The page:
What’s in a smile?


There is nothing more inviting that a gorgeous, natural looking smile. It conveys health, happiness, and seems to elevate our own mood just by being in its presence.

Malcolm Gladwell, the writer behind David and Goliath, says teeth are becoming the new benchmark of inequality. According to the writer, those with bad teeth are also given a lower chance of success – because they are ‘denied’ certain ‘entry-level’ jobs. He told the Times: ‘That’s kind of the way we’re moving as the gap between the fit and the unfit grows.The teeth thing and the obesity problems are the same: they are symptoms of the same set of inferences that are being drawn. I think those kinds of physical characteristics – that’s completely the next wave of discrimination.’

So, according to Gladwell, if you can’t afford to get your teeth fixed you may be put into the category of ‘unemployable’ simply by the interviewer making a snap judgement about your upbringing and social status based solely on the state of your teeth. Does this seem fair? No. Can we understand how a person may draw these judgements? Absolutely, as we all make snap judgements based on aesthetic.

A research commissioned by Crest Whitestrips (2007) shows that beautiful smile has a direct impact on successful interactions, both socially and professionally. White smile affects significantly what other people think of you for the first time they meet you.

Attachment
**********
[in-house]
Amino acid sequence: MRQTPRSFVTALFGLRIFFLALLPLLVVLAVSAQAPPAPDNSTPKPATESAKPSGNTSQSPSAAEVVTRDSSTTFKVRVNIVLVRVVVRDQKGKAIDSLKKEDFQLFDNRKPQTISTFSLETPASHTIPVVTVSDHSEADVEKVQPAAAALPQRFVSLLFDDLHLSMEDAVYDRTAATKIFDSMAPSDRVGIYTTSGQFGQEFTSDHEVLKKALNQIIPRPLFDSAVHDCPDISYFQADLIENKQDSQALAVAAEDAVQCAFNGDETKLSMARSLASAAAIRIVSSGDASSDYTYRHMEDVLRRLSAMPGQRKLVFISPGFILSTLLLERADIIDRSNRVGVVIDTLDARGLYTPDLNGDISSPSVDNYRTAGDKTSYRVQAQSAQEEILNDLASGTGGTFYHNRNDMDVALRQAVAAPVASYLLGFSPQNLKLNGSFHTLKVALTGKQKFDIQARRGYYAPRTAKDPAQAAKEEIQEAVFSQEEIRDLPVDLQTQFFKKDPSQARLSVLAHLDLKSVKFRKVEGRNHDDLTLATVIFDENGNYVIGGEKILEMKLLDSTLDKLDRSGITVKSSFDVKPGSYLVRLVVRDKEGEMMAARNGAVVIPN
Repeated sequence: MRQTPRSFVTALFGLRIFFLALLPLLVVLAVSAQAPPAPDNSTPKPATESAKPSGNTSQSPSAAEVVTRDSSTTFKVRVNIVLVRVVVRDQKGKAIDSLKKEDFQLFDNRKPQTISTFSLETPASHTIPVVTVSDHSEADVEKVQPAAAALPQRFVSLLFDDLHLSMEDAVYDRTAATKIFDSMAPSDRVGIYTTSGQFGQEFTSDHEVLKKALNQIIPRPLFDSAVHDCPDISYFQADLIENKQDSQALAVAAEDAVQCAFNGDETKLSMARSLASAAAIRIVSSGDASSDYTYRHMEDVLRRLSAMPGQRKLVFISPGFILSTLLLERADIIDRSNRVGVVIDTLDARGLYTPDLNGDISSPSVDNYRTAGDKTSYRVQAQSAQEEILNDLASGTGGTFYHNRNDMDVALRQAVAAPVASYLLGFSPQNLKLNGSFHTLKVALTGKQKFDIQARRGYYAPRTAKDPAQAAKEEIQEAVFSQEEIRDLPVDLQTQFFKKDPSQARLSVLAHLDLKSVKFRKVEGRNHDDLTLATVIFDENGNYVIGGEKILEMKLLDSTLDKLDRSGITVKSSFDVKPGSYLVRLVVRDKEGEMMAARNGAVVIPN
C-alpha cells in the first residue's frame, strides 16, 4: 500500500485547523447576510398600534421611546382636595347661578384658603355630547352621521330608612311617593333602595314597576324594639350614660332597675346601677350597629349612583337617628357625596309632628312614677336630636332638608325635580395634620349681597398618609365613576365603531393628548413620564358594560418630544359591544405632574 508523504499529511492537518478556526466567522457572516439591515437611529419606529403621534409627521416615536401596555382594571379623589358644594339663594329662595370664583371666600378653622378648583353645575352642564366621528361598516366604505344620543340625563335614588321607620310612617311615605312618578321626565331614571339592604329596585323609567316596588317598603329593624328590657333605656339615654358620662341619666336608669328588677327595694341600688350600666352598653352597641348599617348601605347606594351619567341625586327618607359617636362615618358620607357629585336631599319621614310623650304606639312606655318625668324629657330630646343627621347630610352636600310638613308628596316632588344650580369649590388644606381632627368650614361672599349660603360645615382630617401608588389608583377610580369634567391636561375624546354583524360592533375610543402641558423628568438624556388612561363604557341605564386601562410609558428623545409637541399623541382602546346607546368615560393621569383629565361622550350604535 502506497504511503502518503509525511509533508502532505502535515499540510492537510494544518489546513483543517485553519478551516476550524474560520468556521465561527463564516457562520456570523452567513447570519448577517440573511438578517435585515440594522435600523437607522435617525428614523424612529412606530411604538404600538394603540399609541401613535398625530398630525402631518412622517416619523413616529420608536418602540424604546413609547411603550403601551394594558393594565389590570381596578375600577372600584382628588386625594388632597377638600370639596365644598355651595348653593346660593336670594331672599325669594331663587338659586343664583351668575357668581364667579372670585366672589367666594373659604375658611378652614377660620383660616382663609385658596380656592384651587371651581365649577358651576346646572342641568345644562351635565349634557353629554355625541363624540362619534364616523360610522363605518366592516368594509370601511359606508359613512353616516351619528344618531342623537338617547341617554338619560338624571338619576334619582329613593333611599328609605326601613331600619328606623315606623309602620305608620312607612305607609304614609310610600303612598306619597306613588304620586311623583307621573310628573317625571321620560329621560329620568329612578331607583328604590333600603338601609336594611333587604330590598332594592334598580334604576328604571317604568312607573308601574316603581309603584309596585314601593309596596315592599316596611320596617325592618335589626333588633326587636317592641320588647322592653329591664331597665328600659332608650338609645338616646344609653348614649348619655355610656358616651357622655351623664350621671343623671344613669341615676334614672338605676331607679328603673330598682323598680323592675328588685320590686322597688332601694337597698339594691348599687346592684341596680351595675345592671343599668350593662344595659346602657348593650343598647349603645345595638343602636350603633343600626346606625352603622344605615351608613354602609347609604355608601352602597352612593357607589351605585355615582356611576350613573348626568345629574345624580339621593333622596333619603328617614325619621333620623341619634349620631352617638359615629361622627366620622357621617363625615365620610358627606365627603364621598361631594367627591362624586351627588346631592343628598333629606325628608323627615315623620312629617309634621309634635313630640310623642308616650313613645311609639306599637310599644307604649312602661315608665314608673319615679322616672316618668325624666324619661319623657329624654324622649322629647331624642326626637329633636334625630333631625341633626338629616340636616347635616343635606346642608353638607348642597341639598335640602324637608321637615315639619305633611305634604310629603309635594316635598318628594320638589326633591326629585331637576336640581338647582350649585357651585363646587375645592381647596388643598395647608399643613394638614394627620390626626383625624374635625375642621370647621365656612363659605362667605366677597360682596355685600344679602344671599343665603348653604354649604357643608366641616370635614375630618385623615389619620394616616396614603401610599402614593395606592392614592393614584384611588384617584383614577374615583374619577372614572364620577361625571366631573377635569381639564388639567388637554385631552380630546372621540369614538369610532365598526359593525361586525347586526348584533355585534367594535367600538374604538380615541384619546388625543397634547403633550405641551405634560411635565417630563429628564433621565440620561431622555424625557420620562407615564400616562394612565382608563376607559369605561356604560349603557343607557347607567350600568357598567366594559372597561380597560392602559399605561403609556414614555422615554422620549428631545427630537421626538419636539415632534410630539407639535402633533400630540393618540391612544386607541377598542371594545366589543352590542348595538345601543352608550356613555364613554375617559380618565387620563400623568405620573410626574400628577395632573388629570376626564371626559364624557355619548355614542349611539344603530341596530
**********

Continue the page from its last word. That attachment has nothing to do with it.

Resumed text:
The three-part research included simulated job interviews, first dates and quantitative online research: more than half of the participants were more likely to be hired (58%) and offered larger salary (53%), after their teeth were whitened. The research also shows that the evaluators were paying more attention to carry on interacting or “dating” with more than half of the participants, after their teeth were whitened.

During the simulated job interviews it was also noticed that most of the participants were seen as more professional (65%) and self-confident (61%) after teeth whitening. And in the simulated first dates over half of the participants were seen more sociable (59%) after teeth whitening.

The third part of the study, a qualitative online research of 1006 people was consistent with the other two research, individuals who had white teeth had more positive attributes than individuals who had stained teeth: financially successful, trustworthy and professionally successful. Despite of the gender, age, income, education, profession or marital status, the participants of the research agreed.

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